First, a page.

The Netflix Files: October 20, 2011

Last Sunday, the super-sized second season premiere of AMC’s “The Walking Dead” shattered records. With 7.3 million viewers and a 3.8 rating among viewers aged 18–49 (the key demographic), it became the most-watched television drama in the history of basic cable.

To put this in perspective, the show beat out a slew of network programs with some very familiar names — “House,” “The Office” and Steven Spielberg’s “Terra Nova.”

“The Walking Dead” has thus proven itself to be a television phenomenon. And yes, it’s worth watching. It’s a stylized post-apocalyptic thriller about what it means to survive in a zombie-ridden landscape. The structure, characters and tone are heavily reminiscent of early seasons of “Lost.” Most importantly, as a result of a recent deal between Netflix and AMC, the six-episode first season is now available on Watch Instantly.

Robert Kirkman’s brilliant ongoing graphic novel series provides the foundation for the show. It was adapted for the screen by none other than Frank Darabont, the writer-director of The Shawshank Redemption (still the best movie ever made, according to IMDb), The Green Mile and The Mist. As all three films were based on Stephen King works, Darabont has an intimate familiarity with the horror genre. Bringing “The Walking Dead” to life was an intimidating project, not to mention an expensive one. For zombie make-up, Darabont enlisted special-effects legend Greg Nicotero. You may have seen his work in the “Breaking Bad” finale two weeks ago, in one of the single most awesome scenes of television ever produced (don’t click if you haven’t seen the show).

“The Walking Dead” follows Rick Grimes (Andrew Lincoln, Keira Knightley’s would-be Love Actually counterpart), a Kentucky sheriff’s deputy who falls into a gunshot-induced coma early on in the pilot episode. He wakes up in a deserted hospital (like so many zombie apocalypse heroes) and finds that the town has inexplicably succumbed to a zombie epidemic. Eventually, Rick reunites with his wife and son and encounters an ensemble of colorful survivors, some of whom might prove more dangerous than the zombies themselves.

While the excellent pilot stays true to the books, Darabont ultimately chose to veer from certain plot details and create his own unique stories for the show. Kirkman, the creator of the graphic novel series, not only endorsed these departures with his blessing, but also participates in scripting a handful of episodes. The most successful experiment so far has been television-exclusive character Daryl Dixon (Boondock Saint Norman Reedus), the crossbow-wielding redneck that has quickly emerged as the rugged Sawyer to Rick’s pragmatic Jack (yes, I went there).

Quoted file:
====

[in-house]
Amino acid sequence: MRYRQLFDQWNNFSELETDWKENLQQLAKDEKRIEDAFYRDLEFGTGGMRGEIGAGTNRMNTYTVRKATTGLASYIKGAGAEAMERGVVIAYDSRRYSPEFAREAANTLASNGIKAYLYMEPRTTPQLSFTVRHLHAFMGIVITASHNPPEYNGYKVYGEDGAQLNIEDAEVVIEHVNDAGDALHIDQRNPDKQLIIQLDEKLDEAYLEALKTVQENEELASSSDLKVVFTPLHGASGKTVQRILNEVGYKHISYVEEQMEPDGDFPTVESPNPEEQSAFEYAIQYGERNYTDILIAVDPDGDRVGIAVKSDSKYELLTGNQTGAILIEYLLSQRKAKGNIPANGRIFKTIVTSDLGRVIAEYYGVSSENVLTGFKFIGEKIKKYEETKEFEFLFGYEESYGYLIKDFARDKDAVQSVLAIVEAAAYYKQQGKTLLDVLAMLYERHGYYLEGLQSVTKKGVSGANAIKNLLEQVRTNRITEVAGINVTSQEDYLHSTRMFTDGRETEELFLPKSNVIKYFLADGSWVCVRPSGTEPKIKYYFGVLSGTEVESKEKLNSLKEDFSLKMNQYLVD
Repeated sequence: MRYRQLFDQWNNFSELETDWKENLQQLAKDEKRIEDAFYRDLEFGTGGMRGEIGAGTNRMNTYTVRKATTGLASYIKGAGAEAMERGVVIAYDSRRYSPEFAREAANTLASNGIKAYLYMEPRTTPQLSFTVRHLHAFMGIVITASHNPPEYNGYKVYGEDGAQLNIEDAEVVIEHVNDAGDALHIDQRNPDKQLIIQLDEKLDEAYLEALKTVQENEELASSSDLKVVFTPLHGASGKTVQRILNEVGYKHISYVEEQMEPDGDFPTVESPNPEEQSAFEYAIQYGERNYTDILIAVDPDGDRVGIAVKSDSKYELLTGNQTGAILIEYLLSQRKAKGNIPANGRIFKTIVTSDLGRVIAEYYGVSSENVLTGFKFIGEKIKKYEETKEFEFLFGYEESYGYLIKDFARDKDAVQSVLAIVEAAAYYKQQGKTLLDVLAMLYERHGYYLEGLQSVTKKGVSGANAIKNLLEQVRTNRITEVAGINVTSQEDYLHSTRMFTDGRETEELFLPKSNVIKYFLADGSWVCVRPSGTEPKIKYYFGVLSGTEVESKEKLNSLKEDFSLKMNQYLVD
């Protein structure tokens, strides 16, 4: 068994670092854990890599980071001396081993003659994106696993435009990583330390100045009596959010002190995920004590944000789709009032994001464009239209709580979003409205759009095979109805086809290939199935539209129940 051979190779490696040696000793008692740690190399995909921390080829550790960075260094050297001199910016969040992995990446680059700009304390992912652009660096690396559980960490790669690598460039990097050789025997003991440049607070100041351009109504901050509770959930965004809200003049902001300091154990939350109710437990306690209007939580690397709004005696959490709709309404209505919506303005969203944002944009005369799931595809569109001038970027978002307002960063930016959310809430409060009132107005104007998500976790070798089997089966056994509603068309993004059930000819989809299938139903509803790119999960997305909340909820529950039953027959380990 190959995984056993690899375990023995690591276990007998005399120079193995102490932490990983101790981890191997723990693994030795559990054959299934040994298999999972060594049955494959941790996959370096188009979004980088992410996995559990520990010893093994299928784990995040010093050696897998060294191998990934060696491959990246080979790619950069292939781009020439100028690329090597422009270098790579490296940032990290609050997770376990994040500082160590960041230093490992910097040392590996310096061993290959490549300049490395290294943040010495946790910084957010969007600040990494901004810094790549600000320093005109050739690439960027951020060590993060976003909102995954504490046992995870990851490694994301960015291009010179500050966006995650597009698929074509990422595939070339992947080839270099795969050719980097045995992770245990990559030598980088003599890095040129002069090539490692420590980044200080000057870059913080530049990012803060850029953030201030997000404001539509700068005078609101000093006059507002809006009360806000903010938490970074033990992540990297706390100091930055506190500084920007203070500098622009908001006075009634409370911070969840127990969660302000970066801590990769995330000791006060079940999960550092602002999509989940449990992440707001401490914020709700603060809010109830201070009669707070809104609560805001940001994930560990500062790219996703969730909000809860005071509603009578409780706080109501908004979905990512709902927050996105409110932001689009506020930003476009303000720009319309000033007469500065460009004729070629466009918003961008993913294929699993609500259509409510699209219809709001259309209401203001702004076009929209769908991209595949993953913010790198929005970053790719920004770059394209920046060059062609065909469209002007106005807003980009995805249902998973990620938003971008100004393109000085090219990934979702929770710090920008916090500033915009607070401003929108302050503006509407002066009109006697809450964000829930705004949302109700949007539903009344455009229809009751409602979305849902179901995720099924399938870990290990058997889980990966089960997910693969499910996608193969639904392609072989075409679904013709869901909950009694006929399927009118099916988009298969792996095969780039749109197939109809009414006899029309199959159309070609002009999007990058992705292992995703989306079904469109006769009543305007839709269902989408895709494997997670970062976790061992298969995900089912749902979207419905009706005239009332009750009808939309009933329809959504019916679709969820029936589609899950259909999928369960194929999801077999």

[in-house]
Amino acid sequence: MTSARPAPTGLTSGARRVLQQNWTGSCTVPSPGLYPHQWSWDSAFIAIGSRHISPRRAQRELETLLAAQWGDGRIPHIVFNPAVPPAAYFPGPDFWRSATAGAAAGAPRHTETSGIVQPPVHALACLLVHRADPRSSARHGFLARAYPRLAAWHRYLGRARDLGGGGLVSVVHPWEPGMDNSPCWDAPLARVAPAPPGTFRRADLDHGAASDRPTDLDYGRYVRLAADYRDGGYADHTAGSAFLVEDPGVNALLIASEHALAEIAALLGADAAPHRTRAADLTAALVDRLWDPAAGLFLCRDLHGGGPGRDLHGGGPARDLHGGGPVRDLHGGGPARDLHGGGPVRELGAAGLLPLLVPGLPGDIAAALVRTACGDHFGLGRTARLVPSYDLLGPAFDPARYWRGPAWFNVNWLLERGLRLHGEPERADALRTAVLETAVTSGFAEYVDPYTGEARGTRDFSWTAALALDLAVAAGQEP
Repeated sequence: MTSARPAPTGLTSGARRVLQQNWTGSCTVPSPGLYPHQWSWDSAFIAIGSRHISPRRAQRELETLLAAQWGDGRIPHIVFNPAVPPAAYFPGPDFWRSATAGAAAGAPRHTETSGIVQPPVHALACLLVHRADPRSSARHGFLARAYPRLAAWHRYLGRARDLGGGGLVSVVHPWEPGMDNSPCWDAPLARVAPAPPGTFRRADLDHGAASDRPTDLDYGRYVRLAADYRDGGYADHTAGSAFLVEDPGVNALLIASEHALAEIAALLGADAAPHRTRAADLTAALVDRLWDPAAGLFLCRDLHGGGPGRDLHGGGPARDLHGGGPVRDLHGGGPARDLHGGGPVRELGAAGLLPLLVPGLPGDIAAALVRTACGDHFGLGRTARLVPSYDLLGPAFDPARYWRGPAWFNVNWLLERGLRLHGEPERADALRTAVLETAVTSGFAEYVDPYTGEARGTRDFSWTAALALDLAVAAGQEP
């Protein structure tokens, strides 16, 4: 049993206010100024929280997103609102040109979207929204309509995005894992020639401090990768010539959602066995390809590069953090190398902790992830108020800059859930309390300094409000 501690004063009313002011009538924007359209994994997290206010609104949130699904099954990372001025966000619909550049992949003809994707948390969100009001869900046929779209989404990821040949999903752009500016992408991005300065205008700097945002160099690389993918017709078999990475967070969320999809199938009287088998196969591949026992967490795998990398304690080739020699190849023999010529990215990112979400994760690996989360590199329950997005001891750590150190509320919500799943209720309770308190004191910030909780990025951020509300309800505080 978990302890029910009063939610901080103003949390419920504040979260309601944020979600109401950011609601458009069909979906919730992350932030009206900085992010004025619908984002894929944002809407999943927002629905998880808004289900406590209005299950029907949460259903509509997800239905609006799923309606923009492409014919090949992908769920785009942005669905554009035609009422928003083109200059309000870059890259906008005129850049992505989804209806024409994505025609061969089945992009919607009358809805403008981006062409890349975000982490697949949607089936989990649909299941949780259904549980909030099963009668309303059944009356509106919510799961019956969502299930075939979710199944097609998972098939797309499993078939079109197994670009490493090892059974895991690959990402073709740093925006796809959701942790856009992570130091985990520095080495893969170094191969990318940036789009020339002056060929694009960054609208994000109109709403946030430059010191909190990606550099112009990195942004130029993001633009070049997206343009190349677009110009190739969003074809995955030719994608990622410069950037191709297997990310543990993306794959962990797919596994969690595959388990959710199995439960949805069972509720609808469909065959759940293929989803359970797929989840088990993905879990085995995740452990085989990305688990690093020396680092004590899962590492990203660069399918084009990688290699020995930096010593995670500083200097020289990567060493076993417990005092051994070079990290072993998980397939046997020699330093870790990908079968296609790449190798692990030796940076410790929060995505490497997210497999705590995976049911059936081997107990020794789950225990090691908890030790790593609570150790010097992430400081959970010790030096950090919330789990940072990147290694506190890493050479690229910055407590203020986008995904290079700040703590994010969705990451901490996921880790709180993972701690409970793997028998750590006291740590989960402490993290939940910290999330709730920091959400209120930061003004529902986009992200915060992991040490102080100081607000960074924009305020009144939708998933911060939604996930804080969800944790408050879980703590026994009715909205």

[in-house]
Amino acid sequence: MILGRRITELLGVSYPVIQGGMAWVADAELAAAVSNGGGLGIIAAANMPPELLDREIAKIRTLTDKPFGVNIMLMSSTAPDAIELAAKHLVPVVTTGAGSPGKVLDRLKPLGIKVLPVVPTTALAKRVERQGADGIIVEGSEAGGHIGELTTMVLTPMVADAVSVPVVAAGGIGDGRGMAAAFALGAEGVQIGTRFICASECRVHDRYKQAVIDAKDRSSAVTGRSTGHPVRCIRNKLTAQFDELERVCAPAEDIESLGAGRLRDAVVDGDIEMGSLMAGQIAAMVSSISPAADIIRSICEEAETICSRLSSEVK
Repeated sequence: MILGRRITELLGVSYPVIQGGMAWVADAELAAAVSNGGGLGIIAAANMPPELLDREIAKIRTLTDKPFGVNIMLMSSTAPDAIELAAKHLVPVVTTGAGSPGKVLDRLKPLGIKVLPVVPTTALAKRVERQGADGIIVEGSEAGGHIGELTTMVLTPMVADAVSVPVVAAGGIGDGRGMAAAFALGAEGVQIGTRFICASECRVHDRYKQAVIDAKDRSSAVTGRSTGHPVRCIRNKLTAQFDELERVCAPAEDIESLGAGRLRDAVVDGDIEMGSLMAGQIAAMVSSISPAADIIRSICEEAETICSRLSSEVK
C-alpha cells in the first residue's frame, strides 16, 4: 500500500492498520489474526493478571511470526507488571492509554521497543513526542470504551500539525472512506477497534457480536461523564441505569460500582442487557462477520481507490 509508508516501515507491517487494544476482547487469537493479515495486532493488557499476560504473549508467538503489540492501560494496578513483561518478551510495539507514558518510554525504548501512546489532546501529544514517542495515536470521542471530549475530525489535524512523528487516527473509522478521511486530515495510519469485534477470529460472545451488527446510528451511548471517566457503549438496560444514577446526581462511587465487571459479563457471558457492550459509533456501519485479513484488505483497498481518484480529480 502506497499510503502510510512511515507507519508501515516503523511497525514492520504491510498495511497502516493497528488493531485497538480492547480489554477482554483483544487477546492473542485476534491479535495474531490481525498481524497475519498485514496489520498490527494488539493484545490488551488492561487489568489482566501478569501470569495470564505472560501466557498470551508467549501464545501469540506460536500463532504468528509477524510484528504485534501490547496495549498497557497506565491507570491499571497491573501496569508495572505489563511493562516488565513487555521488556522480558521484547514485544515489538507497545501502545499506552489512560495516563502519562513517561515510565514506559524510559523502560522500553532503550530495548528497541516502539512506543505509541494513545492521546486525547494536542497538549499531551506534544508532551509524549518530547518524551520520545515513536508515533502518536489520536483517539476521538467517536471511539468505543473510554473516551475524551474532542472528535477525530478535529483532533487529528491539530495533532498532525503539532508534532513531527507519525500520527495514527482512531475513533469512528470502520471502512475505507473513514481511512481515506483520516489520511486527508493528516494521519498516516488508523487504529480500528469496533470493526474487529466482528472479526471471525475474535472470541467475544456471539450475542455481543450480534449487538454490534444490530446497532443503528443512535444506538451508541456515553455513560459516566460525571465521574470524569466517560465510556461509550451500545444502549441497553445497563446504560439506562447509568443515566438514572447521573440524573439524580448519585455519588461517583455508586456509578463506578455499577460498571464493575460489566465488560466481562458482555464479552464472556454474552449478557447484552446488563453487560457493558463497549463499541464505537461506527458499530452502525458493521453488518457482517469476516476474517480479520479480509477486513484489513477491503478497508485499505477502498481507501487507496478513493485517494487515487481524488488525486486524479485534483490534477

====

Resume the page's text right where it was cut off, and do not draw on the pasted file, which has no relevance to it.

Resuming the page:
It is important to note that Darabont was unceremoniously let go from the show earlier this year due to disputes with AMC. Fortunately, this had not led to a decline in quality for the show’s second season — Sunday’s premiere was likely the best episode since the pilot. Catch up on the first season in time to watch the new episodes on a weekly basis. Herschel’s farm is on the horizon, and as a fan of the comics, I can safely say that it’s going to be well worth your time. Especially with Halloween coming up.

2 Comments

  1. Josh

    Actually, in the TV series Rick is from Georgia.
    And no, Daryl is not the “Sawyer” to Rick’s “Jack”. That’s a poor comparison, and why do we need to compare this show to Lost?
    Shane is a much better example of an anti-hero than Daryl, anyways.

  2. James Schultze

    Come on. A group of disparate survivors struggling to find hope in a strange new world where they are faced with a supernatural conflict? A trek through the forest? A straight-laced protagonist with a leader complex? If he had compared it to ‘Homicide: Life on the Streets, it would’ve been quite strange, but the Lost comparison is appropriate, especially since the two series most likely have an overlapping fanbase.

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